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COVID-19 in Solomon Islands - Economic and Social Impacts: Insights from the January-February 2022 Round of High Frequency Phone Surveys(Washington, DC, 2022-07) World BankThis report focuses on the socio-economic impacts of Coronavirus (COVID-19) in Solomon Islands. The fourth round of the high frequency phone survey (HFPS) interviewed 2,671 households in January-February 2022 on the socio-economic impacts of Coronavirus (COVID-19), including employment and income, community trust and security and COVID-19 vaccination. The January-February 2022 round occurred at the onset of the first wave of COVID-19.
What Do You Want to Be?: Youth Aspirations in the Time of the COVID-19 Crisis - Evidence from Three Sub-Saharan Countries(World Bank, Washington, DC, 2022-02-01) Costa, Valentina ; Contreras Gonzalez, Ivette Maria ; Palacios-Lopez, AmparoUnderstanding the aspirations and goals of the youth is essential to developing effective employment policies. Policies should be designed to allow educational and professional aspirations of young people to align with pathways to achieving them. The data collected is nationally representative and age distribution is similar across countries. Recent surveys on youth or sub-populations of youth have included questions to capture career aspirations and life goals in the time of the Coronavirus (COVID-19) crisis. Incorporating the youth aspirations and employment module for High Frequency Phone Surveys (HFPS) into multi-topic household surveys has several advantages. In conclusion, measuring youth aspirations helps shed light on the possible employment outcomes that can be observed in adulthood and play a role in breaking poverty circles, which is highly relevant for public policy.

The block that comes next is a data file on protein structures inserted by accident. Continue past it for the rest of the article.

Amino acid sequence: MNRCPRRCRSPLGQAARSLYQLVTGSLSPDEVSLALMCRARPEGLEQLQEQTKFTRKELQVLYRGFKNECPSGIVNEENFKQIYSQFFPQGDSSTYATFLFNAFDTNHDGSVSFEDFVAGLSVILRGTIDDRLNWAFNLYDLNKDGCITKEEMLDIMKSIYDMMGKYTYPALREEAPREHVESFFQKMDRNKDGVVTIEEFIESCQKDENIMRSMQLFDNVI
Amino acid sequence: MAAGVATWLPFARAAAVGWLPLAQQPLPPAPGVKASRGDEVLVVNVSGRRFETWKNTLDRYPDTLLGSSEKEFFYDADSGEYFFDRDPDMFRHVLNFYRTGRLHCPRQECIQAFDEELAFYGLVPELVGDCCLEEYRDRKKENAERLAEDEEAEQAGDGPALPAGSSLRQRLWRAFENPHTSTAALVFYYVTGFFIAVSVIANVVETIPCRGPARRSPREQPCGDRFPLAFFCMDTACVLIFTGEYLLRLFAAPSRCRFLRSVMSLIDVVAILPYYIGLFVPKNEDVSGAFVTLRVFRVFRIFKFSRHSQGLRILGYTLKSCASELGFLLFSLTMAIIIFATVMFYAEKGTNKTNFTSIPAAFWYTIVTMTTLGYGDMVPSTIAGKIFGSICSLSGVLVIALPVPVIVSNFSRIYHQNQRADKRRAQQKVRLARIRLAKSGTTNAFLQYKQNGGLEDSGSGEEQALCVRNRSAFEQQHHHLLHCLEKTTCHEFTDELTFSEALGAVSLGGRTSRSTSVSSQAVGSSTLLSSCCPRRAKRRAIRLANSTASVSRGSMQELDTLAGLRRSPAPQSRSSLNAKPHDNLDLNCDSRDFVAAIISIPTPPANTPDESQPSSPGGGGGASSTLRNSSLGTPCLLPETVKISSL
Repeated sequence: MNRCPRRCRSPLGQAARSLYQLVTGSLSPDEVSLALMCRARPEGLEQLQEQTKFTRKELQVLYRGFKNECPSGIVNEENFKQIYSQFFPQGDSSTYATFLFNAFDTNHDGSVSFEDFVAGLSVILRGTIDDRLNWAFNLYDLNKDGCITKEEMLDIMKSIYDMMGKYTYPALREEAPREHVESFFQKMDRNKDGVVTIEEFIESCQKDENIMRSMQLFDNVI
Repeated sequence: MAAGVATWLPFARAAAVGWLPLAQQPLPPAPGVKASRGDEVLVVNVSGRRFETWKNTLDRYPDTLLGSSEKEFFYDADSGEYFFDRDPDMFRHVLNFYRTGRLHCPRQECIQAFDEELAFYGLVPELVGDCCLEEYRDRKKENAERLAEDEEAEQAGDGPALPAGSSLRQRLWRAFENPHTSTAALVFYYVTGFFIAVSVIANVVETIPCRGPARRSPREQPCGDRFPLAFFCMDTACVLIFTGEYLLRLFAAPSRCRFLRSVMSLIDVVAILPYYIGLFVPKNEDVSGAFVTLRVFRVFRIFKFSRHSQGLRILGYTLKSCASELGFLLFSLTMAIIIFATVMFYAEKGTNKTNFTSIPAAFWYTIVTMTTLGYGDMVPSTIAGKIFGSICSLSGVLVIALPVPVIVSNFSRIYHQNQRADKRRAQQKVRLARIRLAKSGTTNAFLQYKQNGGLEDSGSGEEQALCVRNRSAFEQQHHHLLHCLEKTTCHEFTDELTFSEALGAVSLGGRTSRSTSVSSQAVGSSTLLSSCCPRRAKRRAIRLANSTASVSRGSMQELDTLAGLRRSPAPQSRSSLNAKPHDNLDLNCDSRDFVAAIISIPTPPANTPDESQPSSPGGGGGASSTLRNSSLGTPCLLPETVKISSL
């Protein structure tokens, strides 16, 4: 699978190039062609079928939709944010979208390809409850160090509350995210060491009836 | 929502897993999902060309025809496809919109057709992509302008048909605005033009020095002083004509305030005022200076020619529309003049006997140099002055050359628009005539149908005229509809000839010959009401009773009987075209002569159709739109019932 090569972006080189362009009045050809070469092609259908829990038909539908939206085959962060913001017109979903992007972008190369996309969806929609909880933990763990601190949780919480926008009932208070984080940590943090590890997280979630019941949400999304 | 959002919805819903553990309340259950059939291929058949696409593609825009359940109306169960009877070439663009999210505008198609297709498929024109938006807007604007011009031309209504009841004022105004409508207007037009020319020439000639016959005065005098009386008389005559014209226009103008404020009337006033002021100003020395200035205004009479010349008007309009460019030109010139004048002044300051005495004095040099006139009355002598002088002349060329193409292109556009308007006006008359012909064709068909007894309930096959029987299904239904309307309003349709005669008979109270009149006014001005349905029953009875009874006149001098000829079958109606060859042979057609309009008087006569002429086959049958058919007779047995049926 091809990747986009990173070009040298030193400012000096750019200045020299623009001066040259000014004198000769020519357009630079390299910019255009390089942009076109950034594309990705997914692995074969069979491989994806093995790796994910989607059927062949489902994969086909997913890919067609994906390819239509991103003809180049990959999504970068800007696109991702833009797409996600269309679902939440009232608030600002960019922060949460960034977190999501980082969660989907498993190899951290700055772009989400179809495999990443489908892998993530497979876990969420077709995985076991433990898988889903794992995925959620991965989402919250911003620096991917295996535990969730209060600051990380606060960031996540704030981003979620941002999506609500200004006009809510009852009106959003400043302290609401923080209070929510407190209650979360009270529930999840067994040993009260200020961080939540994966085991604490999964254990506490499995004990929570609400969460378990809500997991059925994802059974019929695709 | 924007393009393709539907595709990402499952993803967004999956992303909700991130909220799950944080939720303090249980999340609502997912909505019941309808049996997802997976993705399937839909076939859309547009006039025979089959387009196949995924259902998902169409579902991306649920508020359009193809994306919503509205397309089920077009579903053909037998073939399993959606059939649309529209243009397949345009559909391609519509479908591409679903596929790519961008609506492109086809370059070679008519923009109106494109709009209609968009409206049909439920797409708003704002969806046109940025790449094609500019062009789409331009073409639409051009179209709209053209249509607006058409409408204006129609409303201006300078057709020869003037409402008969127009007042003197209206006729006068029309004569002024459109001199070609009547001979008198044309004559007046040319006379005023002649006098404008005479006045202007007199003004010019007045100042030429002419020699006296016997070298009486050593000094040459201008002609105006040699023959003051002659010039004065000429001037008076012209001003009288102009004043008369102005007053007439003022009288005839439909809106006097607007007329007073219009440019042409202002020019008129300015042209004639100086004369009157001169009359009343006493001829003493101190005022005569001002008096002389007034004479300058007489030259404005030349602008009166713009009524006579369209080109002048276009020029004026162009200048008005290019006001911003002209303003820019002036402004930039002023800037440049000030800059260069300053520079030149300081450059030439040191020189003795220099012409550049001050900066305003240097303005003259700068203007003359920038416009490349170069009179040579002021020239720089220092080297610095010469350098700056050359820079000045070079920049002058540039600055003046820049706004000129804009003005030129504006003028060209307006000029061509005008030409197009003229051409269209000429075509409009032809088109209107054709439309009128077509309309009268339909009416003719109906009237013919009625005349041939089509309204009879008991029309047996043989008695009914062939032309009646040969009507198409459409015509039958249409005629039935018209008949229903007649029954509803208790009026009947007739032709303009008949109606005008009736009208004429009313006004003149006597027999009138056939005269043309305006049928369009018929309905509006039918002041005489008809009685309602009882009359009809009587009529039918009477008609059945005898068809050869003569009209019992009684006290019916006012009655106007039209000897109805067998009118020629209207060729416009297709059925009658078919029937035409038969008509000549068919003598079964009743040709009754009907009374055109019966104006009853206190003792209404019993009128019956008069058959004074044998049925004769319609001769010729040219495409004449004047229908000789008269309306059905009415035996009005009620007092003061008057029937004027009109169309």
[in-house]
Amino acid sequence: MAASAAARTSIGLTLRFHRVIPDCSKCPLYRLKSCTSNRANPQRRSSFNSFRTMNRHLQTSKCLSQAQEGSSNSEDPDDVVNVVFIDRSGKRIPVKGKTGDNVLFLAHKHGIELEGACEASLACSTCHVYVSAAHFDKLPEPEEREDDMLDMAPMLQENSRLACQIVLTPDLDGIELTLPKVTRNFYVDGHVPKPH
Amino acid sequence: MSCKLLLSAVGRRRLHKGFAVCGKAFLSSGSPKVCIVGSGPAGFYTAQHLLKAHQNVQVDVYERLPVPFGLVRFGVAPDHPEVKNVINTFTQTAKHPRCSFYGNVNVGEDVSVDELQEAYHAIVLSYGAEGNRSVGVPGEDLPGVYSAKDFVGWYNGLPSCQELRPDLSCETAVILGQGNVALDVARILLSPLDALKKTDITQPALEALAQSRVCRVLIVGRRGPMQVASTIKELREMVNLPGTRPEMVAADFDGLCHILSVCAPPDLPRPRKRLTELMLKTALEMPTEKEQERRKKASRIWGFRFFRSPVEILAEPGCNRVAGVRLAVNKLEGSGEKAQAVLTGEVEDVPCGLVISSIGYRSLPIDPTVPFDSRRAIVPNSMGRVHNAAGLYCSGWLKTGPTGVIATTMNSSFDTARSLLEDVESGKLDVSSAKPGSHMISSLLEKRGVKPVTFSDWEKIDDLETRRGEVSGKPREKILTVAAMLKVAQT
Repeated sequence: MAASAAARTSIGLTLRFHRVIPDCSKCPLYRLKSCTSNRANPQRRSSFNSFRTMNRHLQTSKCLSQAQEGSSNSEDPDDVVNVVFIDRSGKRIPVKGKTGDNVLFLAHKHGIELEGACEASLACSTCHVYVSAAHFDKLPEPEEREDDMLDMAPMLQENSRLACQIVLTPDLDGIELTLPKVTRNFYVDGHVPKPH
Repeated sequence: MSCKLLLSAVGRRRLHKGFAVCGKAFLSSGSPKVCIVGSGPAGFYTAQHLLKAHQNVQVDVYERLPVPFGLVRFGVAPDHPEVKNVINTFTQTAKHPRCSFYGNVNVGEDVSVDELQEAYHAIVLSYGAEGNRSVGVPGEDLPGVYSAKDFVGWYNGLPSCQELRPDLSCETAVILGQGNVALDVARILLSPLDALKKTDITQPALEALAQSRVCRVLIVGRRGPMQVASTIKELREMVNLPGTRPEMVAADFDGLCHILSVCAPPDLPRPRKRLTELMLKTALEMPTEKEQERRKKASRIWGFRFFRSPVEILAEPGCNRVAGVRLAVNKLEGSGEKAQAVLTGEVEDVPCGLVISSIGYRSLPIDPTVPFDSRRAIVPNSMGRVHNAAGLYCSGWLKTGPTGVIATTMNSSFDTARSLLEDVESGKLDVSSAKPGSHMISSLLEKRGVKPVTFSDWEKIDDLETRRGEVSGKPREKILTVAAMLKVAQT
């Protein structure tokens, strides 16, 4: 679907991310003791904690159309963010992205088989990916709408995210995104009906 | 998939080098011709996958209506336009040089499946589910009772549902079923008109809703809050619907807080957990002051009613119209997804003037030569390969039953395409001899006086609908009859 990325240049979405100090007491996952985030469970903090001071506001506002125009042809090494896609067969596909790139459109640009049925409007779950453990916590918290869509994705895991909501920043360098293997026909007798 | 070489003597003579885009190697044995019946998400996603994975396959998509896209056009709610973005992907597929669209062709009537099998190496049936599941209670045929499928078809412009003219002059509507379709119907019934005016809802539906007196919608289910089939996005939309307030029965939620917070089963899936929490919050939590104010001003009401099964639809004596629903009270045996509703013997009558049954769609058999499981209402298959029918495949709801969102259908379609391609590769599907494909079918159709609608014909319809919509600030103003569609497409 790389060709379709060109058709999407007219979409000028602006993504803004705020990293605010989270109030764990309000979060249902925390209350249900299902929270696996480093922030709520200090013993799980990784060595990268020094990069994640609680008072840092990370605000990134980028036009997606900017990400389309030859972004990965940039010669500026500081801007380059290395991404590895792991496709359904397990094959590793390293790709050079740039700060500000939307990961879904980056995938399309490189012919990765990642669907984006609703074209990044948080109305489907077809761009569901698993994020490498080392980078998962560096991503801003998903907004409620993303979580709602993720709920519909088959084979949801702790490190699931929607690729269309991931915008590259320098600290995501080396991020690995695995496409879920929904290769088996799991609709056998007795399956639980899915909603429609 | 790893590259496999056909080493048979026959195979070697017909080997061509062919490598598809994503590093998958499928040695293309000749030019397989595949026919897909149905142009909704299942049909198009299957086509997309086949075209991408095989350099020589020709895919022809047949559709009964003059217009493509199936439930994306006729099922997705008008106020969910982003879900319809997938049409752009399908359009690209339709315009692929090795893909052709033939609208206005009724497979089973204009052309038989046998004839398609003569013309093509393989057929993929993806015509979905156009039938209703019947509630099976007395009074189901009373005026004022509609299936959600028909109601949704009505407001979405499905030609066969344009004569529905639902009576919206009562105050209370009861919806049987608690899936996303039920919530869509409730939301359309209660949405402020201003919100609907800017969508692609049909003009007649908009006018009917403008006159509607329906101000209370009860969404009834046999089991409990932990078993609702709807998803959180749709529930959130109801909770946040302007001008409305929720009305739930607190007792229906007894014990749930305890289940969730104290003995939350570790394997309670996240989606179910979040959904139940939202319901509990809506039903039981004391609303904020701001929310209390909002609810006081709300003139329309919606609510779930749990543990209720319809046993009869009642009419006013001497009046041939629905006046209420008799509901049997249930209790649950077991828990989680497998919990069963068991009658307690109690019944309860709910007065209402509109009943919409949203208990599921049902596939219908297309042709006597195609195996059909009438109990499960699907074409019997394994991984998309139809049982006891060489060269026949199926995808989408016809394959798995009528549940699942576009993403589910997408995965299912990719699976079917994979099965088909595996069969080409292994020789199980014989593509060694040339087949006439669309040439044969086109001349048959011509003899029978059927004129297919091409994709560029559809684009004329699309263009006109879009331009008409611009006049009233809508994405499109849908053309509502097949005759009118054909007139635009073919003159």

Publication(Washington, DC, 2021-12) World BankOver the past twenty years, fiscal policy has become one of the three pillars of macroeconomic stability for Colombia, the other two being the flexible exchange rate and inflation targeting. The credibility and sustainability of fiscal policy is the result of strong institutions (in particular, the fiscal rule and the medium-term fiscal and expenditure framework) and a prudent management of public finances. After the 1999 crisis, Colombia managed to reduce the general government deficit and built buffers, which allowed it to respond to the 2008 Global Financial Crisis. Colombia successfully withdrew the 2008–09 deficit expansion and ran one of the highest fiscal balances in Latin America, until the COVID-19 crisis hit. The COVID-19 crisis has created a large shock to the economy and to public finances .Growth contracted to a minimum not seen in over 35 years. The economic contraction and the response needed to address the health emergency and to sustain activity pushed the central government’s deficit and the debt to their highest levels in decade, 7.8 and 64 percent of GDP respectively. Gains in poverty reduction reached over the past 10 years were wiped off.